Published every weekday, the Switchboard is your morning helping of hand-picked stories from the Switch team.

Tesla will now be allowed to sell directly to you in Massachusetts. "The highest court in Massachusetts has ruled that Tesla should be able to sell its electric cars directly to consumers," reports the Switch's Brian Fung. "That's a big win for billionaire entrepreneur Elon Musk, who's been waging a multi-state battle for the right to sell the vehicles — and make their technology more commonplace." But with other states still barring the practice, the ruling also shows how divides between how state policies could impact the growth of the electric-vehicle market.

NASA awards space contracts to Boeing and SpaceX. "NASA on Tuesday awarded a pair of much-anticipated contracts, worth up to $6.8 billion combined, to ferry astronauts to the International Space Station to Boeing and SpaceX in a deal that would allow the U.S. to launch astronauts into space from U.S. soil for the first time in years," reports Christian Davenport writing for the Switch.

You can now remove that U2 album from your iPhone. Apple and U2 gave everyone with iTunes a copy of the band's new album last week -- claiming it would count as the world's largest album launch. But not everyone actually wanted the album, and some were upset when it automatically showed up in their iTunes library as a "purchased" album. And now, the Switch's Hayley Tsukayama reports, Apple has released a tool for getting rid of the album.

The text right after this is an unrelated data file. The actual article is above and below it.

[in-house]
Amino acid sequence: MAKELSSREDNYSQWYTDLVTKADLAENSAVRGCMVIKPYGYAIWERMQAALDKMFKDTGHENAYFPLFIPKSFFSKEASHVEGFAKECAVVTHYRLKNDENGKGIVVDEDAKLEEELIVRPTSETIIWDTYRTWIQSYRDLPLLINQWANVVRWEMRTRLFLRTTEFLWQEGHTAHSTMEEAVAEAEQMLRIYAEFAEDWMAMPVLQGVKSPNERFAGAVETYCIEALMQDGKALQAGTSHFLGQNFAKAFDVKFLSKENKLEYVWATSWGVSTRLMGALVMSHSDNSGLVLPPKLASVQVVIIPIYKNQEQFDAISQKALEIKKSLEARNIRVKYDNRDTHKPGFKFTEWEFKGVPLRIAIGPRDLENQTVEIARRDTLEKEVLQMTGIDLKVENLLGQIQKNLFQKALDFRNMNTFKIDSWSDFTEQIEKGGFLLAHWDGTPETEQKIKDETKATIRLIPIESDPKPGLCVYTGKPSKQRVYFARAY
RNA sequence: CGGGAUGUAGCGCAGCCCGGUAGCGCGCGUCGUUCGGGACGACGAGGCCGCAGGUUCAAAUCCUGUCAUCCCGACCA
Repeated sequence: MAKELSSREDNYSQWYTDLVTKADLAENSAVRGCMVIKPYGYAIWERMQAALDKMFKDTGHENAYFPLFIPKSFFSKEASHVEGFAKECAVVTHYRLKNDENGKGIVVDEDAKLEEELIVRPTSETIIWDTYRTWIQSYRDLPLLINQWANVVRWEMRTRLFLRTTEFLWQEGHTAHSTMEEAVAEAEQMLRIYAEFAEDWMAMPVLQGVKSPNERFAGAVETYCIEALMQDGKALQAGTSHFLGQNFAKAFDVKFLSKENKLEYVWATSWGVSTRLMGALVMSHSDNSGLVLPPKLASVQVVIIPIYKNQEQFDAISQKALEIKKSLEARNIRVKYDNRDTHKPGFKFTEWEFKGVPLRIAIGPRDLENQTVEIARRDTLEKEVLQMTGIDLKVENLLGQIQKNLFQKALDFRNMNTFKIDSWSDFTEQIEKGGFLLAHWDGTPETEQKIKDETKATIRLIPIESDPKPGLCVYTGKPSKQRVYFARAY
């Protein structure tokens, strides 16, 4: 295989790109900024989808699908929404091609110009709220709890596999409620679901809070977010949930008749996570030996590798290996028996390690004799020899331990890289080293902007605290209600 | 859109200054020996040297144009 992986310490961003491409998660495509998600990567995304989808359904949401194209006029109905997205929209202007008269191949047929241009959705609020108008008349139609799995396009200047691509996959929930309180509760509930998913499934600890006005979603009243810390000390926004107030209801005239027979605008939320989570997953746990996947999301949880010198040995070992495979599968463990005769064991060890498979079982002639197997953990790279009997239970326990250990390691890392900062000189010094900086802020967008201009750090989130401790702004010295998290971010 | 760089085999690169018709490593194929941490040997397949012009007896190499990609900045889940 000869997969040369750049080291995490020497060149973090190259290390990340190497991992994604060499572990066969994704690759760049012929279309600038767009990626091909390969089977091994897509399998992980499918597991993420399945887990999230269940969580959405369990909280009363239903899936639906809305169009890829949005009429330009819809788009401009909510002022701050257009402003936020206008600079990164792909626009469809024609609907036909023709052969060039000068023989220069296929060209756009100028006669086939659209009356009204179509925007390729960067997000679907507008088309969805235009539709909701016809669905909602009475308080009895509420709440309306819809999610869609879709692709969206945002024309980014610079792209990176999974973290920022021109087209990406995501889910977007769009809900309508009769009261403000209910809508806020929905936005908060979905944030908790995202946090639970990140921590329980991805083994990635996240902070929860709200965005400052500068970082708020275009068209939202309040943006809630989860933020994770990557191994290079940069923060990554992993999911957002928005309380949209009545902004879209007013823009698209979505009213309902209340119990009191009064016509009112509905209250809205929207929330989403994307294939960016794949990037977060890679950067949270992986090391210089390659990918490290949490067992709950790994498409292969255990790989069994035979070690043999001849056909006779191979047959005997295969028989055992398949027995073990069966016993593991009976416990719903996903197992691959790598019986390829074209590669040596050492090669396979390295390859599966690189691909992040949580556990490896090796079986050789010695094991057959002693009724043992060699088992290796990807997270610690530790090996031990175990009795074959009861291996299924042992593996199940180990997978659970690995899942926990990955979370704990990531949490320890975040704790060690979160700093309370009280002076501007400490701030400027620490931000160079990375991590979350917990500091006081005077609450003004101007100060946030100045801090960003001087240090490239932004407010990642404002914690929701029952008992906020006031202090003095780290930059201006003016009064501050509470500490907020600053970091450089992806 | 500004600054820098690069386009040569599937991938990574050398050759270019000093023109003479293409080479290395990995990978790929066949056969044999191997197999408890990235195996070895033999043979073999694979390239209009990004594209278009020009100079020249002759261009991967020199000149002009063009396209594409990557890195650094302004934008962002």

How the gaming community destroys its heroes.  In Mojang founder Markus "Notch" Persson's note announcing his departure from the company he built as it was bought for a massive sum by Microsoft, he said the move was to preserve his sanity. And given the way that the gaming community treats the people whose talents they claim to prize, that's a credible claim.

Momentum is building for a net neutrality compromise. "Internet service providers (ISPs) and net neutrality activists appear increasingly interested in a proposal that would give consumers more control over their Internet service, a hopeful sign for compromise in the debate about whether all Internet traffic should be treated equally," reports the Switch's Brian Fung.